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REVIEW: "How We Became Posthuman", N. Katherine Hayles

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  • Rob, grandpa of Ryan, Trevor, Devon & Ha
    BKHWBCPH.RVW 20020605 How We Became Posthuman , N. Katherine Hayles, 1999, 0-226-32145-2, U$49.00 %A N. Katherine Hayles %C Chicago, IL 60637 %D
    Message 1 of 1 , Aug 5, 2002
      BKHWBCPH.RVW 20020605

      "How We Became Posthuman", N. Katherine Hayles, 1999, 0-226-32145-2,
      %A N. Katherine Hayles
      %C Chicago, IL 60637
      %D 1999
      %G 0-226-32145-2
      %I University of Chicago Press
      %O U$49.00 marketing@...
      %P 350 p.
      %T "How We Became Posthuman"

      It is ironic that literature has a prominent place in the subtitle
      (Virtual Bodies in Cybernetics, Literature, and Informatics) and the
      material in this book. The writing is dense and sometimes almost
      unreadable. Unlike many books with such a writing style, this does
      not indicate a lack of ideas: rather the reverse. A number of
      concepts tend to be implied by the wording, although few are actually

      Chapter one, while it does not provide us with a solid definition of
      posthuman, does present a number of characteristics of the term.
      Information is vital (while the material is immaterial), conciousness
      is irrelevant, the body (any body) is a replaceable prosthesis, and
      the human and computer are interchangeable. Interestingly, the text
      dances around, but never actually examines, the classic "soul
      good/body bad" dualism. The assertion is made, in chapter two, that
      literature is informed and molded by the form of the writing, but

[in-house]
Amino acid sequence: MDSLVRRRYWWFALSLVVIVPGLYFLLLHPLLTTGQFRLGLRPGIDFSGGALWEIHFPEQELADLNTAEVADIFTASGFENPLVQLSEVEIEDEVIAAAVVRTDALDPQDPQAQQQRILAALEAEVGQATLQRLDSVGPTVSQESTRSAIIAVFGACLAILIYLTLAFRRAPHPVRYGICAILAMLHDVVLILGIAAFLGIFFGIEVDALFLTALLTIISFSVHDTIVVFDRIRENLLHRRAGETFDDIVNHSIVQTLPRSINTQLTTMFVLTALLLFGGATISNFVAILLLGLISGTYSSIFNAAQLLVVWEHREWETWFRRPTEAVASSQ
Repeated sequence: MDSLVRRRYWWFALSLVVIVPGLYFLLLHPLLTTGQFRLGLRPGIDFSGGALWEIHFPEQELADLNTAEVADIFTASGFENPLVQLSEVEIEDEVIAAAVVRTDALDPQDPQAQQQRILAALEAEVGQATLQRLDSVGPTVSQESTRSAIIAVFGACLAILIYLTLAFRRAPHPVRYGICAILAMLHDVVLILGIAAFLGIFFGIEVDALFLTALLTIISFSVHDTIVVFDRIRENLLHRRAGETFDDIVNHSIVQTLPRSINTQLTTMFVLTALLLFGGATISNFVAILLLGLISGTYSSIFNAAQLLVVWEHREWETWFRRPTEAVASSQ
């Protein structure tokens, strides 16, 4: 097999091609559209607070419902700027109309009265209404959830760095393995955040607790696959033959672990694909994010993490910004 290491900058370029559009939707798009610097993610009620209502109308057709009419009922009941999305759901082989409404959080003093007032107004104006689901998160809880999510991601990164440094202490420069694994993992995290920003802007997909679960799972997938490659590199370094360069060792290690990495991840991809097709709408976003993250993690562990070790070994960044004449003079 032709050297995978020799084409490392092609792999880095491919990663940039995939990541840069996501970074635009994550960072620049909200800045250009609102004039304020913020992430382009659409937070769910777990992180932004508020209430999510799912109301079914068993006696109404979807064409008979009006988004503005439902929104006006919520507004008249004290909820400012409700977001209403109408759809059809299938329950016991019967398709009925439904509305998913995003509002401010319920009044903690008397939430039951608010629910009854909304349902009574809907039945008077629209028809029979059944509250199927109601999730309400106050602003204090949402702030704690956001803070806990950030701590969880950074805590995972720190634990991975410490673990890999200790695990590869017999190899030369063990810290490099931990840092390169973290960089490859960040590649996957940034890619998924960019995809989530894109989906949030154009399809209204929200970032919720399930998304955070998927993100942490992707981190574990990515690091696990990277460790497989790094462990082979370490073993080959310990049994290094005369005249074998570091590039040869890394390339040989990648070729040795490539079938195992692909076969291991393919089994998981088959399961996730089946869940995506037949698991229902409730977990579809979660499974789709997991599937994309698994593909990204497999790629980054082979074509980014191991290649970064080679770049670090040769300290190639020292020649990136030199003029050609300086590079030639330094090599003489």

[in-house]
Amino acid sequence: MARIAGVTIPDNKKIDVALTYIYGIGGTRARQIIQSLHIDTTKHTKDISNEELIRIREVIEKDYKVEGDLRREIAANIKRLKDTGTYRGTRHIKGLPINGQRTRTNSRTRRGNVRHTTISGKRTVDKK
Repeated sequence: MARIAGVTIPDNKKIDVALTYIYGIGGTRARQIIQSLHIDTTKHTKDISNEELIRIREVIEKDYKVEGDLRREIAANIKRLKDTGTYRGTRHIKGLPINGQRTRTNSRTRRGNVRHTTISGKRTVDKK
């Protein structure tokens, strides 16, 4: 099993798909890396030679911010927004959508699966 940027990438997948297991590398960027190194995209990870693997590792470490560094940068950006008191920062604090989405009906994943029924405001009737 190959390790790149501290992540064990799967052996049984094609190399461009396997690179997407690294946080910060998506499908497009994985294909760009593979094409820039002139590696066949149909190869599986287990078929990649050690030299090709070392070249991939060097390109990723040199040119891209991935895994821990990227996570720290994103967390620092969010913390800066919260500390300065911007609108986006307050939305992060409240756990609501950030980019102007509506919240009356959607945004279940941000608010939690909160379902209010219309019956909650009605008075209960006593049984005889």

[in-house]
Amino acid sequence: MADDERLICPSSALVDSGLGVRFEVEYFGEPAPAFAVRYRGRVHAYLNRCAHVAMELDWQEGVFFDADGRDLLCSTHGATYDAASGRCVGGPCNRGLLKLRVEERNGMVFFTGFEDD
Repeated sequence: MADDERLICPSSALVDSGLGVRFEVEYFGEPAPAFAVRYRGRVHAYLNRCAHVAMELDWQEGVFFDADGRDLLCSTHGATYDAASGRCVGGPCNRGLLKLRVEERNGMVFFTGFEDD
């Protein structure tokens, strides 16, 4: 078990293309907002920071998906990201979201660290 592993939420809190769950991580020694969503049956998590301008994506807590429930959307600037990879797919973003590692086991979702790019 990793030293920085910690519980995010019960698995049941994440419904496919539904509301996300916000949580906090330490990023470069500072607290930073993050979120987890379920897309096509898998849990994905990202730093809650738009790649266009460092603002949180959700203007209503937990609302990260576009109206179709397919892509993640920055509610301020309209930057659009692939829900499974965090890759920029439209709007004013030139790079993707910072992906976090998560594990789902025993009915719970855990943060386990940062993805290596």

supporting arguments are unclear. The Macy cybernetics conferences
      are reviewed in chapter three, which also outlines intriguing material
      on the technically unwarranted prominence of neural nets in artificial
      intelligence research. Hidden in the analysis of Weiner's work and
      thought, in chapter four, is the striking notion that he saw all
      information as analogous (and therefore suspect) while accepting and
      using the rather imprecise analogies from thermodynamics and entropy.
      Chapter five seems to look at speech or text as a kind of prosthesis:
      a "false limb" of communication. The idea of life as "organization"
      is examined in chapter six. From my background in the field of virus
      research, this idea is problematic: how specific do we get in
      differentiating types of life? Generally speaking, researchers say
      that one virus is distinct from another if there is a difference of
      one bit. So much fiction is involved with all the discussions, that a
      chapter, seven, on the work of science fiction writer Philip K. Dick
      is unsurprising. Chapter eight proposes that "embodied" knowledge is
      somehow unique and affected by its embodiment since it is hard to
      describe. Again, what do we do about the field of psycholinguistics,
      since kinesthetic knowledge has no words? Chapter nine talks about
      artificial life. Four novels are analyzed, in chapter ten, on the
      basis of a semiotic square flawed by having orthogonal axes. Finally,
      there is a conclusion without conclusions in chapter eleven.

      While some interesting ideas are presented in the book, it is
      extraordinarily demanding of the reader. The glacial pace and
      requirement for intense concentration seem less arbitrary and
      calculated than in other, similar, works, but still appear to be aimed
      at some "in group" rather than the general public. A bit of effort in
      terms of readability and an attempt to make the work more accessible
      to non-specialists would increase the value substantially.

      copyright Robert M. Slade, 2002 BKHWBCPH.RVW 20020605

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      rslade@... rslade@... slade@... p1@...
      No matter how bad things get you got to go on living, even if it
      kills you. - Sholom Aleichem
      http://victoria.tc.ca/techrev or http://sun.soci.niu.edu/~rslade
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